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A Canadian Government Ad Campaign Told Everyone They 'Need the D'

When the Yukon government tried to educate people about the importance of vitamin D, it picked just about the only phrase it should have avoided.
January 26, 2016, 6:15pm

Like, where do you even start? Photo via Yukon Health and Social Services

This article appeared on VICE Canada.

The Yukon government got caught with its pants down (not sorry) after it launched a health campaign boldly proclaiming that its residents "need the D" last Friday.

But the fact that "needing the D" means something different to anyone under the age of 40 was apparently lost on whoever vetted the ads, which were meant to raise awareness for vitamin D deficiency in the territory.


The campaign in question saw several posters posted online and on busses around Whitehorse, the territory's capital. One shows a smiling woman in the foreground, with two others in the background tending to a baby (come on!), topped off with the slogan "We all need the D, even me."

Another poster shows a bearded man crouching beside his dog, accompanied by the question: "I'm in my 30s, who knew I needed to do the D?" (Bonus points to the government for not limiting itself to a heteronormative sense of humor, though it loses points for the hints of bestiality.)

The ads kicked off an inevitable flurry of jeering on social media as Yukoners seized on the government's obliviousness, with local comedian Jenny Hamilton confessing that she had overdosed on D in junior high, and was now a lesbian.

"I just could not let it go unmade fun of, too easy really," Hamilton told VICE.

"As a lifelong Yukoner, I am sure most of us just thought: Really? No one ran this past a group of young people? Say a group of 13-year-old boys or a 40-something lesbian."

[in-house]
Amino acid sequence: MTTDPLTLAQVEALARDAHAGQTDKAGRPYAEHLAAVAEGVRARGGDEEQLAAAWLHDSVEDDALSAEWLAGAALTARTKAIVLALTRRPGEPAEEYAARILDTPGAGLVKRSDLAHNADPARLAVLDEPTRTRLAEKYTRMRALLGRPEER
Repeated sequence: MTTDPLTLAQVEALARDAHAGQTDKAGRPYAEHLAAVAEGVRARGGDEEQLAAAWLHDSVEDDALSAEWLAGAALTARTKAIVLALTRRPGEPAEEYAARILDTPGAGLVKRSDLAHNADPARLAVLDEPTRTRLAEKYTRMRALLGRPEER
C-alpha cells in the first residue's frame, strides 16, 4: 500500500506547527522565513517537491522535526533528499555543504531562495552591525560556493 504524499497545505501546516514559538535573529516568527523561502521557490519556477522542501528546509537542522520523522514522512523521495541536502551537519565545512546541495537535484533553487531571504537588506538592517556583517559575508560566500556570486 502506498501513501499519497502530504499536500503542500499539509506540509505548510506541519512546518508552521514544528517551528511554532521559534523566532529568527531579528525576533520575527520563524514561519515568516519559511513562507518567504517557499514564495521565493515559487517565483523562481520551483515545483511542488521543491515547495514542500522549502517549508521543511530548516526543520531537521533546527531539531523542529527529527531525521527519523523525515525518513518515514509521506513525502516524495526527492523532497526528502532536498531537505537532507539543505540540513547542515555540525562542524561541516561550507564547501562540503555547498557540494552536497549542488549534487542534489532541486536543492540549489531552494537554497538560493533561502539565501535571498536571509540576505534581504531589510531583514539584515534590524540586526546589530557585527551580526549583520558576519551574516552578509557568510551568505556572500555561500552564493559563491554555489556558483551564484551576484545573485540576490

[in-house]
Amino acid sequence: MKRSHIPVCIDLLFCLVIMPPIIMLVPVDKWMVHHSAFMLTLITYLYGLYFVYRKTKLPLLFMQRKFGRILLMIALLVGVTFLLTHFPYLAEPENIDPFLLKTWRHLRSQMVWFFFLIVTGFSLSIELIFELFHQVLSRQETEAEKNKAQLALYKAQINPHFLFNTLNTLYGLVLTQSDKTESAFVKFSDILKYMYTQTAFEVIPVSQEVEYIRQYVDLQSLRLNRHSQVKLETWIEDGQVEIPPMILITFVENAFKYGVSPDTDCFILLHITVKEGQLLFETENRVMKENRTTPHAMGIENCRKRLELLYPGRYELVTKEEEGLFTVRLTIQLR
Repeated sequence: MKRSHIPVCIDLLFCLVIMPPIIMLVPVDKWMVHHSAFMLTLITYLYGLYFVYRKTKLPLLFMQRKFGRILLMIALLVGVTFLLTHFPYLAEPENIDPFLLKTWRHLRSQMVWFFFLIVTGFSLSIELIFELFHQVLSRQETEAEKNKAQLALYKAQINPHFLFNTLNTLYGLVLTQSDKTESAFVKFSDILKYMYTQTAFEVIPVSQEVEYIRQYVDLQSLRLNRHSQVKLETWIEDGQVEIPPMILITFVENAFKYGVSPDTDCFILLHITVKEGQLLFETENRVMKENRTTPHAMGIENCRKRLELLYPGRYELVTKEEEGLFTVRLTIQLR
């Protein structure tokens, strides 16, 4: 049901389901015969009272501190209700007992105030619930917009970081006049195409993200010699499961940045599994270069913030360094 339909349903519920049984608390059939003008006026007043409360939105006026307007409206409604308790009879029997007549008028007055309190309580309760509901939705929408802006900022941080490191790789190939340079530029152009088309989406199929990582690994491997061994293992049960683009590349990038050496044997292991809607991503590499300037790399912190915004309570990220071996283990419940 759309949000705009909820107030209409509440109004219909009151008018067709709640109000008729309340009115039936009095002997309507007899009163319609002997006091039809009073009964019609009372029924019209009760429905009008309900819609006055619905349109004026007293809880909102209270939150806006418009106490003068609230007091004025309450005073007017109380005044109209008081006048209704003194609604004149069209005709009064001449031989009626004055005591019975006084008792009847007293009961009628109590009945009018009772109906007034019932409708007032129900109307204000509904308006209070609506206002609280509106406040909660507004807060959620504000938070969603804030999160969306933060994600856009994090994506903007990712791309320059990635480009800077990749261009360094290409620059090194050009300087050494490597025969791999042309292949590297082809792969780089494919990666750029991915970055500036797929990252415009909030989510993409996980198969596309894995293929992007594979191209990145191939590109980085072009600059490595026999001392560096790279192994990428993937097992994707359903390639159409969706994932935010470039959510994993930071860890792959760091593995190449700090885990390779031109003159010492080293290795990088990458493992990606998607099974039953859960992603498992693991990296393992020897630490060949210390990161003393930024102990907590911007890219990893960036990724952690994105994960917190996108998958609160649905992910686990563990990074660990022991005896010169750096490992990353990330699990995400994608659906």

Unfortunately, just a few days after the campaign started to get online attention, the government decided people were having too much fun, and they pulled it down from its website.

Patricia Living, director of communications for the department of health and social services, said the ad's wording was intended to catch people's attention, but it hadn't anticipated that it would be blown out of proportion on social media, leading the government to reconsider its approach.


"When trying to reach a young adult audience, [the department] often reaches for provocative and humorous messaging, to great success," she wrote in an email to VICE. "However, what was considered a cheeky, risqué message to draw in attention was escalated, taking the campaign into graphic areas that were never intended."

After admittedly failing to see what was coming, the government is continuing to promote the importance of vitamin D intake with the much less sexy slogan: "Vitamin D: Are you getting what you need?"

Living said the cost of the "D" campaign was "minimal."

"I have no ill will towards Yukon's [health department] in any way. The lack of sunlight can make us all a bit nutty. We probably are lacking some vitamin I am sure," joked Hamilton.

Now the serious stuff about the D:

Canada's long dark winters mean approximately 40 percent of Canadians are vitamin D deficient during the season, compared with 25 percent in the summer.

The reason the numbers fluctuate is because we depend on the sun as our biggest natural source of vitamin D. Supplements such as vitamin D pills and cod liver oil can help boost levels, which, aside from its foray into comedy, is exactly what the Yukon government is promoting.

The vitamin is essential for everything from healthy teeth and bones to reducing the chances of certain forms of cancer, Alzheimer's, and dementia. Studies have also found that vitamin D is important for combatting depression, something which is particularly prevalent in Canada's territories where some communities go weeks on end without seeing the sun in the depths of winter.

And finally, some studies have shown that increasing vitamin D intake can actually boost a man's sperm count.

Definitely something worth pondering the next time you've got the D on your mind.

Follow Cody Punter on Twitter.